Yes the waterborne finishes are noted for muting the coloration of the wood grain. Typically I'll use a sealer coat of shellac to emphasize the texture before their use.

Recently though I finished a top of sugar pine, which has many resin channels. Previously I had tried to fill with epoxy, shellac/pumice, CA glue, and StewMac waterbased neutral grain filler alone and in combo. The resins seem to bleed into the epoxy and shellac over time. The grain filler didn't really match. Most recently I used the Verathane for the initial fill. My thinking was that the waterborne product would be a better barrier to the resin migration. It's only been several months but looks promising. Hard to say with certainty because I also started scrubbing the resin channels with a toothbrush and acetone to clean them up, and instead the waterbase fill just sprayed and leveled the Verathane with 320 until the filling got done. Then 3 coats leveled with 600 between and a final 1500 grit before buffing out.

A good resource for waterbased finishes here. This links to page 83 for an overview by the OP. Go down to thread number 1648:

https://www.talkbass.com/threads/using- ... 68/page-83

In short the conclusion is Verathane Ultra is the clearest of the bunch. Interesting reading nevertheless. Especially concerning the mixing of color to the finish.

Alan Carruth
Posts: 1189
Joined: Sun Jan 15, 2012 1:11 pm

Re: Finishing a steel wool-and-vinegar application

Post by Alan Carruth »

Vinegar and iron, along with tannin, is the traditional permanent black dye. Depending on the strength of the various solutions you might get that, or just a 'sad' version of the wood color. Almost any finish over that will increase the color saturation, and end up darker. Water base finishes do that less, in my experience. If you're staining under finish coats then I'd try to find something closer to the color you want. I've had good luck in the past with a stain made by boiling walnut hulls in water. You can get anything from a light brown to full walnut color, even on hard maple simply by using a fairly weak mix and repeating until you like it.

Padge Navonod

Re: Finishing a steel wool-and-vinegar application

Post by Padge Navonod »

Thank you everyone for coming by on this topic.

I will definitely be trying some of the ideas here. So far, I'm under a strong impression that something fairly different happens with many finishes over the steel wool/vinegar. Its not that the Tru-oil and Shellac tinted the steel wool/vinegar application, it was more like a reaction and changed it into something totally different. I've never had this happen with any other stain or dye, but then again, I may not have tried enough.

Lets see what happens with some of these other ideas and clear coats.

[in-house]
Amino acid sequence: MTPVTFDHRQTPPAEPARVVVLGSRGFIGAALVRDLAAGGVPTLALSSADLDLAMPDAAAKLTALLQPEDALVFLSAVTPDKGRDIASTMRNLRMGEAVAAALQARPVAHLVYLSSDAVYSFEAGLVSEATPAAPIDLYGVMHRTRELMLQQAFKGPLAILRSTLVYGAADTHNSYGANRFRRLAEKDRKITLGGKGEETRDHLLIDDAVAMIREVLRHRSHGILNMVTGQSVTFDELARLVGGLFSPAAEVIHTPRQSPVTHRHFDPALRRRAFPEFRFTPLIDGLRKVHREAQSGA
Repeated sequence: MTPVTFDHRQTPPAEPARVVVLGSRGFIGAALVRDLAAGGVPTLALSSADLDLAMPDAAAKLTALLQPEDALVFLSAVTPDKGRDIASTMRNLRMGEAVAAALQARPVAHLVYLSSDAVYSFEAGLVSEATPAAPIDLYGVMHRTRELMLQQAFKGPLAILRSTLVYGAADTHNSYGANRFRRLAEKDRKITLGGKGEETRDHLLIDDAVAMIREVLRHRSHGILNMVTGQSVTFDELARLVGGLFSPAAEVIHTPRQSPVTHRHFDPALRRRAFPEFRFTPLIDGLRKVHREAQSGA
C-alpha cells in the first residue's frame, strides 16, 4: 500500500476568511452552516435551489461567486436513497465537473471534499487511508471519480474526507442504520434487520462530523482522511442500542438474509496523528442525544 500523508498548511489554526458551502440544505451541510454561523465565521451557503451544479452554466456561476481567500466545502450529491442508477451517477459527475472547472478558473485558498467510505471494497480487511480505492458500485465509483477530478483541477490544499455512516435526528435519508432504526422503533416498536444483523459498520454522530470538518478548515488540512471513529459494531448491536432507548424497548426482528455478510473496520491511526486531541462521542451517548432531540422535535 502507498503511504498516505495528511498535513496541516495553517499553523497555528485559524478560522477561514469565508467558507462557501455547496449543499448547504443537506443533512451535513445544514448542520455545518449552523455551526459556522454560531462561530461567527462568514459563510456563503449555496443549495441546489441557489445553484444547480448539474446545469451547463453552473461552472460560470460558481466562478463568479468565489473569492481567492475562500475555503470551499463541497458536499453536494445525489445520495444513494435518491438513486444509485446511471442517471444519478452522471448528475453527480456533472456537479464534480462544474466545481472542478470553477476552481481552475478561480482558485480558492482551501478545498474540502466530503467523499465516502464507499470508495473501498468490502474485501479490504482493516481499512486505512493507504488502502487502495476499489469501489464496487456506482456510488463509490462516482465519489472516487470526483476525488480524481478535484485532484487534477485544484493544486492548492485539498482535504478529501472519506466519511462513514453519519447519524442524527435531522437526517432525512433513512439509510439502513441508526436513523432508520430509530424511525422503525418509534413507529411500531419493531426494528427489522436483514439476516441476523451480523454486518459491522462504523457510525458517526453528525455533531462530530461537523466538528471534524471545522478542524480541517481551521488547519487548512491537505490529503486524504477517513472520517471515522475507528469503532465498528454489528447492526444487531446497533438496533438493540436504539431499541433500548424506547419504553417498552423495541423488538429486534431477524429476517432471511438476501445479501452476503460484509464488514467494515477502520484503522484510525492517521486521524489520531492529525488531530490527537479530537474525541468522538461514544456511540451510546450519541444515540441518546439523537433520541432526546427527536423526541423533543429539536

Thank you!

Best
Phil D

Alan Carruth
Posts: 1189
Joined: Sun Jan 15, 2012 1:11 pm

Re: Finishing a steel wool-and-vinegar application

Post by Alan Carruth »

It's hardly surprising that this would work differently from other stains. Most stains are dyes or pigments that you apply to the surface. This works by a chemical reaction; the ferric acetate reacts with tannin to produce a black iron oxide within the wood itself. Various finishes could well alter the pH and affect it.

Clay Schaeffer
Posts: 1635
Joined: Fri Jan 06, 2012 12:04 pm

Re: Finishing a steel wool-and-vinegar application

Post by Clay Schaeffer »

Here is a neck that was darkened by dipping steel wool in vinegar and rubbing it on the neck - no premade solution. The wood in the heel reacted differently than the neck shaft. different woods will react differently (probably depending on tannins in the wood). It didn't darken the wood as much as I hoped, but might be worth experimenting with if you want to achieve a lighter effect.
Attachments
steelwool vinegar neck.jpg

Padge Navonod

Re: Finishing a steel wool-and-vinegar application

Post by Padge Navonod »

That is another thing I was surprised about, how extremely differently various woods reacted to the application of steel wool/vinegar, everything from a mild greying to total black. The swamp ash body I am using for this build made for a light to medium grey that was rather nice. I was hoping that pre-applying tea to various sections of the body would give the body a variety of different gray's to blacks for visual interest.
Someone put up a decently comprehensive youtube vid of the steel wool/vinegar application showing the wide and extreme reactions different woods had to the same app of the steel wool/vinegar. Id like to keep much of the gray that was produced because it would make good contrast to the intended dark wood that the pickup mounting wood and other wooden appointments were to be.

Yes, its clear how the SW/V reacted diffently at the heel of that neck. What kind of wood was that?

Thanks,
Phil D